...back to it.
     
  11. MSKalltheway

    MSKalltheway I got the magic stick

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    Not even close to alone. Not only do I wonder where the hell I was when we learned this stuff, we DIDN'T learn some of this stuff! There are certain bchem subjects I felt like we had a different focus on. Doesn't make it any better that some of these UW questions are hard as s***.
     
  12. mstald1

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    Ditto to all of the above.

    Biochem + USMLEWorld = oh s**t!
     
  13. osli

    osli Senior Member

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    Yup, count me in too. I went through most of RR biochem in January-February, all of Lippincott biochem March-April, have reviewed about 1/3 of Lippincott in the last week as part of more intensive biochem, and it's still my weakest area in UWorld. :laugh:

    There's hope though... I read half of the new edition of HY Cell & Molecular yesterday, and realized that many of the UWorld questions that made me go WTF? were covered there. It's also a great reinforcement of a lot of genetic pathology.

    And in the end, while I know that biochem/CMB is more important than it used to be on step 1 (and still more important than it is for COMLEX), it is likely that going through UWorld will have solidified the concepts most likely to be tested on the actual exam.
     
  14. DMBFan

    DMBFan Senior Member

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    I got the 1999 version of HY Cell and Molecular Bio and found it to be too outline-y. The copy I got looks almost bootlegged since there's no index, and has these pictures that look like they were photocopied! How is the recent version? Is it longer? There are some things in biochem FA that I couldn't find in either RR or HY!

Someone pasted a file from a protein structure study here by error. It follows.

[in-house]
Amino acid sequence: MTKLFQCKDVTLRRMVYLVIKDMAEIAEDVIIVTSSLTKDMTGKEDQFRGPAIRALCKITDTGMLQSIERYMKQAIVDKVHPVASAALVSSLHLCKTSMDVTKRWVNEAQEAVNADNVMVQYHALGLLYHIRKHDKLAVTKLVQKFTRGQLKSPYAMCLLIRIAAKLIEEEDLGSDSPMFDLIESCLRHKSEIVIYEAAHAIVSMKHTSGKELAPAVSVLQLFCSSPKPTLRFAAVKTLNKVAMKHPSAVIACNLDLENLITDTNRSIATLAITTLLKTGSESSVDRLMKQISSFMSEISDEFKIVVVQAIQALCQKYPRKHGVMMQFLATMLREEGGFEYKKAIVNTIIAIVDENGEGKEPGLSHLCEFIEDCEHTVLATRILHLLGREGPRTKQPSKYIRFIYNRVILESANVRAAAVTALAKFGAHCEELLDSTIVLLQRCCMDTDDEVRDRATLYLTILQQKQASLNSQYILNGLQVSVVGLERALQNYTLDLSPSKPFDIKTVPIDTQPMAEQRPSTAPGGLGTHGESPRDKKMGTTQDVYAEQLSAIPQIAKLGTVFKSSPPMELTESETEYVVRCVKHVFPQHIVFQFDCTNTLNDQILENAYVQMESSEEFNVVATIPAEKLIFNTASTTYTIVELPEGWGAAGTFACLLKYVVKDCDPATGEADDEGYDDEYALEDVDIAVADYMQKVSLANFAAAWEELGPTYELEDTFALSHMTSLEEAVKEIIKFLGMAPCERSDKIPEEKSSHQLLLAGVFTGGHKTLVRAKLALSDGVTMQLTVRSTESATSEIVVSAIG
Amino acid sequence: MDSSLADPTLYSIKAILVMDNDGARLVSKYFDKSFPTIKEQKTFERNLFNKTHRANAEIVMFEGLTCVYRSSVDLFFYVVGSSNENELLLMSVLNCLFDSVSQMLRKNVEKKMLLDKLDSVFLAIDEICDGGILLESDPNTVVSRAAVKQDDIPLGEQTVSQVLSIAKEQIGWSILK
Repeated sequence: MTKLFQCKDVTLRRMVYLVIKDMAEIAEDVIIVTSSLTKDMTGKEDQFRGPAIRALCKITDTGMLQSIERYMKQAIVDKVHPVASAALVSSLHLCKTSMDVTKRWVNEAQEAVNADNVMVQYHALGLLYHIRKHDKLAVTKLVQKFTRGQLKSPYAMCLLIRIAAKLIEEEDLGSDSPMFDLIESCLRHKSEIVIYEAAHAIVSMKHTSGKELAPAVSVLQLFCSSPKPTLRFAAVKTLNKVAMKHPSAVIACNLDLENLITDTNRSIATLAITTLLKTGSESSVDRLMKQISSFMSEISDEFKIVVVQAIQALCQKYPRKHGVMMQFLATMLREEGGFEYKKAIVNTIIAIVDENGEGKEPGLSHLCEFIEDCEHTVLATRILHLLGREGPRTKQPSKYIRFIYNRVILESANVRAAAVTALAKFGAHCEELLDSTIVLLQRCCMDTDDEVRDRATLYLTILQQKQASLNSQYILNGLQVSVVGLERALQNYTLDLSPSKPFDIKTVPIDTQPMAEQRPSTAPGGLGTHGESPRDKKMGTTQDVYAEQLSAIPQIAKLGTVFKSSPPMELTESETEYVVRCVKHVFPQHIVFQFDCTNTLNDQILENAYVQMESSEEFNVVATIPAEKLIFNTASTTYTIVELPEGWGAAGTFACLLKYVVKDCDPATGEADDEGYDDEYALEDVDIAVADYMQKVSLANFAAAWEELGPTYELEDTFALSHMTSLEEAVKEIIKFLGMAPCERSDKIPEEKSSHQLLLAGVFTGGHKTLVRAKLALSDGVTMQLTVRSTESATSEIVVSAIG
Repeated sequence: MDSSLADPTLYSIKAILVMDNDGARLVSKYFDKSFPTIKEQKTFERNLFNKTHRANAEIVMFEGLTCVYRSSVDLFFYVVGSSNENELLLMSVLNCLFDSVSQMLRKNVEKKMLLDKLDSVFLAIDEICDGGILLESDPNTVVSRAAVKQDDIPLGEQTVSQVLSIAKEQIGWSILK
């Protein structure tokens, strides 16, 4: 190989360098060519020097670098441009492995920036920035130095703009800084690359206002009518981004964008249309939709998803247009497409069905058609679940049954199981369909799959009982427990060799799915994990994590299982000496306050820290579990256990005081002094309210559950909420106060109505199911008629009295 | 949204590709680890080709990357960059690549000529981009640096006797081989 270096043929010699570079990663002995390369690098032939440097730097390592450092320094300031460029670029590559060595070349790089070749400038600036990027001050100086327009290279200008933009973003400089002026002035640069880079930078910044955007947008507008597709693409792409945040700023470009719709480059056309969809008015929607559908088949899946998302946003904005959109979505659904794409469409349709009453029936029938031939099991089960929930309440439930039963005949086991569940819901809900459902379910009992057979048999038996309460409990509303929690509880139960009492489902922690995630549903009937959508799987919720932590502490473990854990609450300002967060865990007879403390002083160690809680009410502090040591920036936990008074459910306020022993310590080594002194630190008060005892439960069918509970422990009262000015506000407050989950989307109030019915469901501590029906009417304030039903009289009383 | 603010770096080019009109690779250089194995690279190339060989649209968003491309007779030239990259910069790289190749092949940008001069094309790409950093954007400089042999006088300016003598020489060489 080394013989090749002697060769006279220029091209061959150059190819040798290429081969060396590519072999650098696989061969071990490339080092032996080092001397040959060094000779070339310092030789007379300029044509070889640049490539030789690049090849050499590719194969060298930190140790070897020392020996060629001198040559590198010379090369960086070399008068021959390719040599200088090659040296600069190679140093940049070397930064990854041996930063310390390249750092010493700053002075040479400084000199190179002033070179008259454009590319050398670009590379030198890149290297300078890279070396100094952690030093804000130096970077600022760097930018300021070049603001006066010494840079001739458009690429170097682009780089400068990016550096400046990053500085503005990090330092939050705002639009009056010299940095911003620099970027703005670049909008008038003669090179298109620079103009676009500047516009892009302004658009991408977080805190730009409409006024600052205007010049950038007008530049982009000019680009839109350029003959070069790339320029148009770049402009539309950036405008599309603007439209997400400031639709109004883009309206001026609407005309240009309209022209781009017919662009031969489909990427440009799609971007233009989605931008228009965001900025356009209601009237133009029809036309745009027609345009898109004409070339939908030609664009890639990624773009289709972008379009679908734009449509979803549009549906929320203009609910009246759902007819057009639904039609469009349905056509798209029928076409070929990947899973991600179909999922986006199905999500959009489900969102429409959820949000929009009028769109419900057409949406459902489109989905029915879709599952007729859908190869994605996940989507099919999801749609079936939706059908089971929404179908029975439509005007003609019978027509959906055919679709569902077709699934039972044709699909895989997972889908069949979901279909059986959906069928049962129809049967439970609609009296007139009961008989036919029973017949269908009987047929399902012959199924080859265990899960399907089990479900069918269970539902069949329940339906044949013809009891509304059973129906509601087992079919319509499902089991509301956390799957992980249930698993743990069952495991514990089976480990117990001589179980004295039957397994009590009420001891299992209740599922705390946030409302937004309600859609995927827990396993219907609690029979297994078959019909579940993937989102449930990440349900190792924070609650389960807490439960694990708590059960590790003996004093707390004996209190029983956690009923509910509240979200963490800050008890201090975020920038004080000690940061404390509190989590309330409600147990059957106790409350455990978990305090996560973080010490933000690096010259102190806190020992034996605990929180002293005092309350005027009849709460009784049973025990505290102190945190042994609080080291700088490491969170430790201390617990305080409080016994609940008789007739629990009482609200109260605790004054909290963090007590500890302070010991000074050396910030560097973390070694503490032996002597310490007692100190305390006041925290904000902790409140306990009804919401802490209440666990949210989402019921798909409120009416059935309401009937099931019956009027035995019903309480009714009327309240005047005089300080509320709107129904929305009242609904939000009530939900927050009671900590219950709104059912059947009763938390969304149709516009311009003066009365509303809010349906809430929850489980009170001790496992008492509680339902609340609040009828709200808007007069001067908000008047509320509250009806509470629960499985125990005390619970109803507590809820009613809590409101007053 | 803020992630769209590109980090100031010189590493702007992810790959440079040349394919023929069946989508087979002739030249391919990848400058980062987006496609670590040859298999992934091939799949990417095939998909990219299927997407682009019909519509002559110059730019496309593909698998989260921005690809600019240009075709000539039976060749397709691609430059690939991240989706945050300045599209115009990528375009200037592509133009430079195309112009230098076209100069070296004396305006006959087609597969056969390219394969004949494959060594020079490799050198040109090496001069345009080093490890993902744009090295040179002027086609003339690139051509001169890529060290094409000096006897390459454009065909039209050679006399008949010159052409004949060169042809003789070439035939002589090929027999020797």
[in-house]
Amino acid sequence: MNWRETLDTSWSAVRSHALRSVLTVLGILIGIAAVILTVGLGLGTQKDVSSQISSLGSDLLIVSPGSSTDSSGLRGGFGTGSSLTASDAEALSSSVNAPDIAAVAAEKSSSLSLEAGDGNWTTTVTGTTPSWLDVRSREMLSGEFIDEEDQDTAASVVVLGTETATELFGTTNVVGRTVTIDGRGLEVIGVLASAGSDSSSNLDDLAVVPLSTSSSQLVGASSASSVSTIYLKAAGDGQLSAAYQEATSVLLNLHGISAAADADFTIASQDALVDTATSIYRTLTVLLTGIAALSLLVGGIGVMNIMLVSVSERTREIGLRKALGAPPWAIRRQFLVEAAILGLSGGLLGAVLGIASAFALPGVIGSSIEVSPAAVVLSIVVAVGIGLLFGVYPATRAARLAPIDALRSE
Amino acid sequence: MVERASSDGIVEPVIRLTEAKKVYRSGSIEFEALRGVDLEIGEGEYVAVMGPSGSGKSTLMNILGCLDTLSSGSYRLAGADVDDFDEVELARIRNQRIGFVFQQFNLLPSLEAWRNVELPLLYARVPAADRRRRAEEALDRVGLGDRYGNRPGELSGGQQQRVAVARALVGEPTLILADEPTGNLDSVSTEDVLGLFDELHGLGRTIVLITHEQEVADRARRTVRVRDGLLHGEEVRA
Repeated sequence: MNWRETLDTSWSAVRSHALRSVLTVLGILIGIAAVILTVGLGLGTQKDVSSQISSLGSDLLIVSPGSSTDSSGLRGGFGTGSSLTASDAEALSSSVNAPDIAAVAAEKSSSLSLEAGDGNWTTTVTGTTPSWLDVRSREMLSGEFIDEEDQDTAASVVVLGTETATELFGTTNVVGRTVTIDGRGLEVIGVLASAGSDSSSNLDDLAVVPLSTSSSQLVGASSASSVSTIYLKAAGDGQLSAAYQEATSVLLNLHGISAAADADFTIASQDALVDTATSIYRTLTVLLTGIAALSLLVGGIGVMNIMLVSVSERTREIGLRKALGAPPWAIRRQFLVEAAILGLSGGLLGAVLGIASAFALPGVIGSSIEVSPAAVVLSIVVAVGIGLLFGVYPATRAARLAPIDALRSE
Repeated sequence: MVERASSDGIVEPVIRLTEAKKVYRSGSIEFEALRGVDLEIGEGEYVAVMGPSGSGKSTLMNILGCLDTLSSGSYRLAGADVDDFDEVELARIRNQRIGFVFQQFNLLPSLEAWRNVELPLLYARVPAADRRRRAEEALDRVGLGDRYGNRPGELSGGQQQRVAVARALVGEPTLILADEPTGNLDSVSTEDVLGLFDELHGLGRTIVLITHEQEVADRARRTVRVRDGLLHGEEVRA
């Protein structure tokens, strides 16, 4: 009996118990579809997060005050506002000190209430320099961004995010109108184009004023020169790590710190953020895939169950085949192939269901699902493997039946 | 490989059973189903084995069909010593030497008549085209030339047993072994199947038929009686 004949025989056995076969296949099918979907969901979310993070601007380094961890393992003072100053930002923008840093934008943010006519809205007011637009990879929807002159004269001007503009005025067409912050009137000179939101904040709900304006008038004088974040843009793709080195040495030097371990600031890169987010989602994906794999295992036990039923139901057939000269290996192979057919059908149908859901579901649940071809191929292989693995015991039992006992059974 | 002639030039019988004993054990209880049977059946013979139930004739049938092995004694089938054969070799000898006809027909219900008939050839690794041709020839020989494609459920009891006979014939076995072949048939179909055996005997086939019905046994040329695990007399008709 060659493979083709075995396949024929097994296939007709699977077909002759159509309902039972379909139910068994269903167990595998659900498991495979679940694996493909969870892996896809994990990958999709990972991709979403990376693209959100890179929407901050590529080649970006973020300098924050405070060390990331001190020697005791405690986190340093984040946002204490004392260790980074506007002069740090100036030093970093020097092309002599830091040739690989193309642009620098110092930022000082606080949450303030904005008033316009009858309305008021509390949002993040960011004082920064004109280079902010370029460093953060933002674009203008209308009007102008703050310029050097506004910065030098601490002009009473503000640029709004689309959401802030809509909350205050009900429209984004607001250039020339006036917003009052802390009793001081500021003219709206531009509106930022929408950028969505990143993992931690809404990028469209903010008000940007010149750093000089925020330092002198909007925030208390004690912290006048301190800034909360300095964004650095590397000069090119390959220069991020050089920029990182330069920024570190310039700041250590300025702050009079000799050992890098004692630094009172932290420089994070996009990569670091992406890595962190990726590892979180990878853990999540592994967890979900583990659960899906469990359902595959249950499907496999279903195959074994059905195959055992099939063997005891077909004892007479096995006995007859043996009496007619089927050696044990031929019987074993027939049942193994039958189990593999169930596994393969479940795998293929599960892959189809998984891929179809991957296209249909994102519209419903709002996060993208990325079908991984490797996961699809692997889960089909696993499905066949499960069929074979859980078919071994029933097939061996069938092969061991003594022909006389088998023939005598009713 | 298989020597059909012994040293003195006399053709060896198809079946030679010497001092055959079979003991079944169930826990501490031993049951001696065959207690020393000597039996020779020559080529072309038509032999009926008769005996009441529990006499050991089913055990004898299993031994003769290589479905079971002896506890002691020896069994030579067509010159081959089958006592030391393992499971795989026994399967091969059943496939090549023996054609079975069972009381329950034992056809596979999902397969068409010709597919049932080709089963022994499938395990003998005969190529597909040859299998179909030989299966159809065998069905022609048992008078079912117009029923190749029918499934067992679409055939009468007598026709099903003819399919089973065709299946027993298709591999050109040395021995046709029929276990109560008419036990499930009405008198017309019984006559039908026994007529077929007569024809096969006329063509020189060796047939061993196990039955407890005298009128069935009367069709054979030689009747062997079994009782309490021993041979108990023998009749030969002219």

15. -Goose-

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    Yeah... I think we got the same edition. Looks ghetto.
     
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  17. muscles

    muscles student of the month

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    biochem is a very small topic on step I; stick with the high yield stuff - phys, path, pharm, cardio, renal...
     
  18. alpha06

    alpha06 Senior Member
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    uh...easy for you to say, but when you have a s**tload of biochem questions that come up....its better to be prepared than not.
     
  19. -Goose-

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    I agree it is probably not an especially high yield topic, but I'd like to have at least a fighting chance when I get a biochem question rather than cursing under my breath and picking "C"
     
  20. 78222

    78222 Guest

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    My advice is to stick to FA (aside from reference). I pretty much suck at biochem, I've always sucked at it, and I absolutely loathe it as a subject. I stuck to FA (only referencing Kaplan for things I was unclear of) and ended up starring it on the real exam. Know the stuff in FA inside out but don't waste time on subjects in USMLE Road Map that arent in FA. In the case of my exam everything I saw in biochem was in FA, but many of the questions really required you to know it in detail. Another thing about biochem on my exam is that only about 20% of it was straight biochem - the majority of it was a clinical scenario.
     
  21. 78222

    78222 Guest

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    I wouldn't say it is low yield. I probably had 20+ biochem questions. It's just that most of them were questions about things like Hurler's, McArdles, etc.